The Impact of COVID-19, School Closure, and Social Isolation on Gifted Students’ Wellbeing and Attitudes toward Remote (Online) Learning

2020 AIG Remote Learning Resources | NC Department of Public Education

PreK-12 Enrichment & Educational Resources | NAGC

EU: Talent Point in Action: “Wind at the Back” (pdf) | European Talent Support Network

The Impact of Unplanned School Closure on Children’s Social Contact: Rapid Evidence Review

Online Learning – Supporting Gifted Children at Home | Arlington Public Schools

Support for Gifted Learners at Home during COVID-19 | Colorado Department of Education

Coping With the Stress of COVID-19: Tips for Families with Gifted Children (YouTube 9:13) | Dr. Ed Amend

At-home Learning Resources for Kids | MENSA for Kids

Five Essential Guidelines for Helping your Child during This Global Crisis (blog)| Gifted Challenges

Resources for Educators & Parents during COVID-19 | NAGC

3 Top Strategies for Helping Your Child Cope with Anxiety During Challenging Times (YouTube 20:09) | Michele Kane

COVID-19 and Anxiety in Gifted Children | NAGC

Teach from Anywhere – Families

Learning at Home Resources: Ideas for Teachers and Parents

Online G3

GHF Learners

Stanford Online Classes

Medieval Helpdesk with English Subtitles (YouTube 2:44)

OpenStax

UT- Austin: Annette Strauss Institute for Civic Life Moody College of Communication Speak Up Speak Out

MIT Open Courseware

MIT Open Courseware: OCW Educator Portal

National Archives: Educator Resources

United States Census Bureau: Statistics in School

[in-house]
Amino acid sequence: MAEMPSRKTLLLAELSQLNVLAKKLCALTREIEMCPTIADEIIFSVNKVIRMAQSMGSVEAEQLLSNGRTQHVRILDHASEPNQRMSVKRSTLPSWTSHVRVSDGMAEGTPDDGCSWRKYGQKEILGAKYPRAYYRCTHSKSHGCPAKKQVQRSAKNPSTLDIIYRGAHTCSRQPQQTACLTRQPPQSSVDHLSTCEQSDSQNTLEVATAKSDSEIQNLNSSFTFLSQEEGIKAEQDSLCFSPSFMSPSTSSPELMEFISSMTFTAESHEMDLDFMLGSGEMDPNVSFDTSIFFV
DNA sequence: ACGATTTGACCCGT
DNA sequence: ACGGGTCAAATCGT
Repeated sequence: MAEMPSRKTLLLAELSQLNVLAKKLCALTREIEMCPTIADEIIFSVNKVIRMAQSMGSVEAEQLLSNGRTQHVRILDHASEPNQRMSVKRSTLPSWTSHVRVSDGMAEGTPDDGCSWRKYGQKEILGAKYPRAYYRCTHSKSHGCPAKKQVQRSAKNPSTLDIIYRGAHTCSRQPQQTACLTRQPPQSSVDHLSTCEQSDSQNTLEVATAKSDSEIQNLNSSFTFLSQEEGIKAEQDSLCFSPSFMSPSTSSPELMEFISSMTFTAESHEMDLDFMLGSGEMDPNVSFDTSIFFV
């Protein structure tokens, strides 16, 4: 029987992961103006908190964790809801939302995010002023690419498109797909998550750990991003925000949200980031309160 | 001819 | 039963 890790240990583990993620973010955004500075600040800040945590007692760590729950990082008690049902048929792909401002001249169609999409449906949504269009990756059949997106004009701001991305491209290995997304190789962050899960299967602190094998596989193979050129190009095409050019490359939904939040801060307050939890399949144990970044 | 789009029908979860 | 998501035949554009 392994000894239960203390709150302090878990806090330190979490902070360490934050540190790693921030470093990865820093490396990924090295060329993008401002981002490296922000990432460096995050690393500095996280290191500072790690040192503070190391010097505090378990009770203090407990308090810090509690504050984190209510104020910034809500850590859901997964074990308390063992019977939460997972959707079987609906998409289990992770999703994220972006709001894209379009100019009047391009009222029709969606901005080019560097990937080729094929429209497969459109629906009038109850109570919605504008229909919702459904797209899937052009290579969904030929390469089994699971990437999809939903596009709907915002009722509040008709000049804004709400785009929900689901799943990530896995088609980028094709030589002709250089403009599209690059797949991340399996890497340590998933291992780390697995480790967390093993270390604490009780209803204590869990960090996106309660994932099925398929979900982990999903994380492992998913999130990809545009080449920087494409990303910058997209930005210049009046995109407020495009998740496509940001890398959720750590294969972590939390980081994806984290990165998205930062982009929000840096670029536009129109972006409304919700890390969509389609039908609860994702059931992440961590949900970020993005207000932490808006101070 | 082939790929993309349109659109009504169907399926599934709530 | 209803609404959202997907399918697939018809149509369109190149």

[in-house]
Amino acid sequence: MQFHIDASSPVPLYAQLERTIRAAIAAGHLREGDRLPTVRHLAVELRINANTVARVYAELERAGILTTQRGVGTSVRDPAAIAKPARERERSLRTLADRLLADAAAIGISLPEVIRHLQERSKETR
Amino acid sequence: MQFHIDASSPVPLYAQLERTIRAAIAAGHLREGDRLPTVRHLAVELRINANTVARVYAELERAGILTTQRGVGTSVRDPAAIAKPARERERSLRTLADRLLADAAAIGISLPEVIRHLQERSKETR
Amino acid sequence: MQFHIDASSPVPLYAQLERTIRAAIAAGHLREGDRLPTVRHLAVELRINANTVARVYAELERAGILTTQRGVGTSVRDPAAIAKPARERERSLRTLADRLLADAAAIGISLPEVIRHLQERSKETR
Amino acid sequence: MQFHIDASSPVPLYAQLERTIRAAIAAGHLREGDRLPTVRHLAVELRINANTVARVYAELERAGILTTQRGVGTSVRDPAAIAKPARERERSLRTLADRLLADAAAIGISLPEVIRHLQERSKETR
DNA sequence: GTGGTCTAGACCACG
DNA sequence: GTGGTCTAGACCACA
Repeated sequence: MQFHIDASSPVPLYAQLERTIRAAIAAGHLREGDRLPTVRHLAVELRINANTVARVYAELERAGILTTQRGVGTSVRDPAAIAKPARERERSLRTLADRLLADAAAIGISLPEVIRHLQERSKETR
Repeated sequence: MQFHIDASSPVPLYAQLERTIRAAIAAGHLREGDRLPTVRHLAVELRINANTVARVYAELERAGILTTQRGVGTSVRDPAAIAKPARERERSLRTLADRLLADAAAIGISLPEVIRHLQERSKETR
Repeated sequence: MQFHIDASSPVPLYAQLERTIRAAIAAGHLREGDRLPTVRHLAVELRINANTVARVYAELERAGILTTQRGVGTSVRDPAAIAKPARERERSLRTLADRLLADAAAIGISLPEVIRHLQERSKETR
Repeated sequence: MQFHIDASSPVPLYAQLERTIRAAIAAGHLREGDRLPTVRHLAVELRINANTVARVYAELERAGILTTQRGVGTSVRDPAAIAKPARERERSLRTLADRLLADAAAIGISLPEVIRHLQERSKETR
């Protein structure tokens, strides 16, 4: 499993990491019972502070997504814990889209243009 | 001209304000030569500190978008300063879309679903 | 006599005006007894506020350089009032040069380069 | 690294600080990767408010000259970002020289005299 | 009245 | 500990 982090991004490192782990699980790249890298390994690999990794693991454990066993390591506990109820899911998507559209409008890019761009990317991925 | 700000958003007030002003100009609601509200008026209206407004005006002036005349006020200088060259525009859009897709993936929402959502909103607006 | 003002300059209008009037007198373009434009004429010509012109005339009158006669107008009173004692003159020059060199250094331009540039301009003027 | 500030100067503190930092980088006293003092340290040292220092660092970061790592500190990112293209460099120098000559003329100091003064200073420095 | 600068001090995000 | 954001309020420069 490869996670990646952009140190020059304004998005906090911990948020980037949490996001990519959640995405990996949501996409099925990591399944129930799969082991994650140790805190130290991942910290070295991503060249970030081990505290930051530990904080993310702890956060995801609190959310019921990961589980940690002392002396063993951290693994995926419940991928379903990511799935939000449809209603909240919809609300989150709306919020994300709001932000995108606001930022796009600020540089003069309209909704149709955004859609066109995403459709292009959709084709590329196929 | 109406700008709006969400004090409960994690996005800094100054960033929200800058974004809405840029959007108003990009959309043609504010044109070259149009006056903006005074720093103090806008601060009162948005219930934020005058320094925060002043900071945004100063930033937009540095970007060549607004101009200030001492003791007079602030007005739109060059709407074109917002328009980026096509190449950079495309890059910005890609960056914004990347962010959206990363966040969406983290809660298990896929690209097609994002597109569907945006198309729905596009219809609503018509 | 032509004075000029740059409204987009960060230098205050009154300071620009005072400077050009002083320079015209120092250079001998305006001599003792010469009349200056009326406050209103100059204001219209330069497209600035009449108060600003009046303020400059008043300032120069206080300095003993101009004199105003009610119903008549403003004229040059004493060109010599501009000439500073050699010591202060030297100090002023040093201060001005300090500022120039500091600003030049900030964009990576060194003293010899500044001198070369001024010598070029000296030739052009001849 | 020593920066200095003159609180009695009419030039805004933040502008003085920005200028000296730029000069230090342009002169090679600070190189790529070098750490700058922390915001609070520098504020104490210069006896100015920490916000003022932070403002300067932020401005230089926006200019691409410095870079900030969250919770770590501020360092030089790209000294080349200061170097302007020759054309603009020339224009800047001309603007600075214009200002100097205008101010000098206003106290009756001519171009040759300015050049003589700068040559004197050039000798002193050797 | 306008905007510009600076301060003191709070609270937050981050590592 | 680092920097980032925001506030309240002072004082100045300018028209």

PHET | University of Colorado – Boulder

Vizit Solutions: Gauss’s Law Concepts

Vizit Solutions: Visualization Catalog

Vizit Solutions: A Particle in a Box

Image courtesy of Pixabay Pixabay License

Graphic courtesy of Lisa Conrad.

Transitioning to Blended (In-School/Remote) Learning

 

What does blended learning look like in the era of #COVID19? Schools are offering both in-school and online learning as well as full-time online options. Students may be separated into two or more groups to reduce in-person class size and each group attends class on alternate days of the week.

Many teachers have experienced feeling isolated due to remote learning. COVID 19 has affected everyone; disrupted the lives of students, teachers and parents. It needs a community response. No one can succeed alone. This school year must be kept in perspective; seeing opportunities to improve education for the future rather than lamenting the role coronavirus has played in changing how we educate children. Isolation can lead to loneliness. Teachers should make an effort to intentionally keep connected with colleagues, family and friends. Self-care and maintaining mental health should be a priority.

What strategies can be employed to engage reluctant remote learners? Before attempting to engage reluctant remote learners, educators need to address why a student has chosen to disengage. Similar to engaging students in the classroom, building relationships is the first step to engagement. It is also the beginning of individualizing and personalizing learning for the student. Relationships should go beyond teacher-student relationships and consider the importance of strong peer-relationships which will ultimately draw students in to participate more fully in class discussions and projects.

Unlike the disruptions that result from natural disasters or calls for social change, the unique challenge of a national health emergency requires specific initiatives directly related to the public health of students and staff. Response to the coronavirus requires a two-pronged approach directed at both the physical (social distancing, PPE, school nurses) and mental health (school psychologists, school counselors, social workers). It is of the upmost importance that schools take measures to deep-clean classrooms and all facilities on a periodic basis. Such things as ventilation systems and aging school buildings must be addressed.